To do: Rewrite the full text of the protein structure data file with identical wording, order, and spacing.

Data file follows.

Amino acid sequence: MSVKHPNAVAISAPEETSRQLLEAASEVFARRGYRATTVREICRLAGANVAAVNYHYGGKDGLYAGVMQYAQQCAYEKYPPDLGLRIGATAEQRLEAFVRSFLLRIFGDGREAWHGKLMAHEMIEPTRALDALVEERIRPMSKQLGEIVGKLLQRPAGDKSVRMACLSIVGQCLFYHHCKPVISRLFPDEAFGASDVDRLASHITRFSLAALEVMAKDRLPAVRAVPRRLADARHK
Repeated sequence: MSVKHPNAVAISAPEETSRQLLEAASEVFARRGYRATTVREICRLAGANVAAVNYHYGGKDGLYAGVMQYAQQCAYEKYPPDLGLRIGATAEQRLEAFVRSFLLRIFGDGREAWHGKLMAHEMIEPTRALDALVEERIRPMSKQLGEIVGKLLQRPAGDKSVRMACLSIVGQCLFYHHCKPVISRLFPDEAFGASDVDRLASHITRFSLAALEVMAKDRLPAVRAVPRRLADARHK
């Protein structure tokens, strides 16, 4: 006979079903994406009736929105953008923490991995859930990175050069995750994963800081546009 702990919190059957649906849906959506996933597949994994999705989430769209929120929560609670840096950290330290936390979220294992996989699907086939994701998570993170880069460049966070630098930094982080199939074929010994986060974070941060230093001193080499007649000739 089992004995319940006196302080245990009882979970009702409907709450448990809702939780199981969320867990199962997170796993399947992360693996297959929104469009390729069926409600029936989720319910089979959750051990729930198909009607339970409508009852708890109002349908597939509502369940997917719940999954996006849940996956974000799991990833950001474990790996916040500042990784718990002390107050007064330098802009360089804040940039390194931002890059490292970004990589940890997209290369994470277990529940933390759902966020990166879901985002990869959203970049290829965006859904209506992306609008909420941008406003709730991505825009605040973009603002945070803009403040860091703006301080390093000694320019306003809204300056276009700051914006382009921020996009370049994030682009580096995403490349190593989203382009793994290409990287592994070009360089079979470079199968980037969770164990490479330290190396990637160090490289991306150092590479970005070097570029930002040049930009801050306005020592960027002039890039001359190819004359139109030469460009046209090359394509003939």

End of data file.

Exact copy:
Amino acid sequence: MSVKHPNAVAISAPEETSRQLLEAASEVFARRGYRATTVREICRLAGANVAAVNYHYGGKDGLYAGVMQYAQQCAYEKYPPDLGLRIGATAEQRLEAFVRSFLLRIFGDGREAWHGKLMAHEMIEPTRALDALVEERIRPMSKQLGEIVGKLLQRPAGDKSVRMACLSIVGQCLFYHHCKPVISRLFPDEAFGASDVDRLASHITRFSLAALEVMAKDRLPAVRAVPRRLADARHK
Repeated sequence: MSVKHPNAVAISAPEETSRQLLEAASEVFARRGYRATTVREICRLAGANVAAVNYHYGGKDGLYAGVMQYAQQCAYEKYPPDLGLRIGATAEQRLEAFVRSFLLRIFGDGREAWHGKLMAHEMIEPTRALDALVEERIRPMSKQLGEIVGKLLQRPAGDKSVRMACLSIVGQCLFYHHCKPVISRLFPDEAFGASDVDRLASHITRFSLAALEVMAKDRLPAVRAVPRRLADARHK
């Protein structure tokens, strides 16, 4: 006979079903994406009736929105953008923490991995859930990175050069995750994963800081546009 702990919190059957649906849906959506996933597949994994999705989430769209929120929560609670840096950290330290936390979220294992996989699907086939994701998570993170880069460049966070630098930094982080199939074929010994986060974070941060230093001193080499007649000739 089992004995319940006196302080245990009882979970009702409907709450448990809702939780199981969320867990199962997170796993399947992360693996297959929104469009390729069926409600029936989720319910089979959750051990729930198909009607339970409508009852708890109002349908597939509502369940997917719940999954996006849940996956974000799991990833950001474990790996916040500042990784718990002390107050007064330098802009360089804040940039390194931002890059490292970004990589940890997209290369994470277990529940933390759902966020990166879901985002990869959203970049290829965006859904209506992306609008909420941008406003709730991505825009605040973009603002945070803009403040860091703006301080390093000694320019306003809204300056276009700051914006382009921020996009370049994030682009580096995403490349190593989203382009793994290409990287592994070009360089079979470079199968980037969770164990490479330290190396990637160090490289991306150092590479970005070097570029930002040049930009801050306005020592960027002039890039001359190819004359139109030469460009046209090359394509003939």